The children from Madibago in the southern Philippines have one of the most spectacular and dangerous ways to school in the world. Some walk alone through the jungle for hours, others risk their lives, in order to make it past a steep face of rock and boulders, overgrown with moss and tree roots.
On the peninsula Zamboanga del Norte in the southern Philippines, the thinly populated coastal strip gives way to sharply rising mountains. Eleven-year-old Aible lives close to the sea, but her school is located in the heart of the mountains. A ride on a motorbike taxi costs only one US-Dollar, but Aible’s family simply doesn’t have the money, like most of the families here. So for decades, children from Madibago have been taking the shortcut through the jungle. They call it Pam-Pang: A gigantic wall that the children must climb every single day – in the hopes of a better future. In some places its slope is 90 degrees. Many people have fallen here. Some have critically injured themselves while trying to climb Pam-Pang.
The weather can change suddenly in the Philippines. Thanks to the high humidity, short, heavy rain showers tend to be the rule – even in the dry season. And for Aible this means even greater danger on her way to and from school. The roots, the rocks, the soil – all becomes even more slippery than usual. But that doesn’t keep the children from chasing their dreams.
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5 jul. 2016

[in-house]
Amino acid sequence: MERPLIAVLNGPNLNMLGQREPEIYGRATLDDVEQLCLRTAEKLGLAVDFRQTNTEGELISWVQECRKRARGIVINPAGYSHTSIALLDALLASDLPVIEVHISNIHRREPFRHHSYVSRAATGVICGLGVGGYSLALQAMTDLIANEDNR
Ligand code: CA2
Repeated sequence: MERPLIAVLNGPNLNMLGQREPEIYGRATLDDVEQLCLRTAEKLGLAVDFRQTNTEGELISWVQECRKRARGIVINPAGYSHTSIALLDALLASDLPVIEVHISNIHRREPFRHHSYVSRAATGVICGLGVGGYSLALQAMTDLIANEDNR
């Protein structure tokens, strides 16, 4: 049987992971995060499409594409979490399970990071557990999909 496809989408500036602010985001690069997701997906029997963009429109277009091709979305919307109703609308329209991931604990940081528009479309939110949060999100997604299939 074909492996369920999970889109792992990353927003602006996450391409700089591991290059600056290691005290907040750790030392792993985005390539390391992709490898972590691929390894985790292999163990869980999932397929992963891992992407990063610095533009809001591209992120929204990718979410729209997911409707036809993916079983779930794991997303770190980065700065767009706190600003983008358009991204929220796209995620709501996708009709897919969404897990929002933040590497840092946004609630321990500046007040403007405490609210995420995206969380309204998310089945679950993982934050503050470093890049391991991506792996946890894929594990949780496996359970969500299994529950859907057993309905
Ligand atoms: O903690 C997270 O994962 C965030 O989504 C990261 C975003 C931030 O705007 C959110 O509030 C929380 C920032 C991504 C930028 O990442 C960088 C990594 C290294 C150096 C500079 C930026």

6 jan. 2016
It’s been said many times that the best ticket out of poverty is to get an education. And for the young characters in our first story, that’s just the case. These are Filipino children who go to great lengths, literally, to get to school, sometimes without breakfast or lunch. It’s heartbreaking， but at the same time it gives you hope – that their future might be brighter than the struggles they endure today.
Our next story is about an experiment in China that is just breaking ground. We travel to Shanghai where we learn how a few schools are helping boys develop more ‘male-oriented’ roles as they make their way into adulthood. In a society where the mother has more influence over a child’s education, some experts say Chinese boys aren’t growing into the men of generations past. As a result, there is a growing demand by parents for the schools to step in, and one mother says she already sees a difference in her young son as a result of this program.
Finally, if ever there were an example of how an education can help a person out of poverty, it’s with our next story. Anil hit a stroke of luck (pun intended) when he beat a top amateur in golf, an experience that paid off and gave him a reprieve from the daily life in the slums of Mumbai. Now he’s trying to pay it forward by helping others learn to play golf so that they too have a chance at a better life.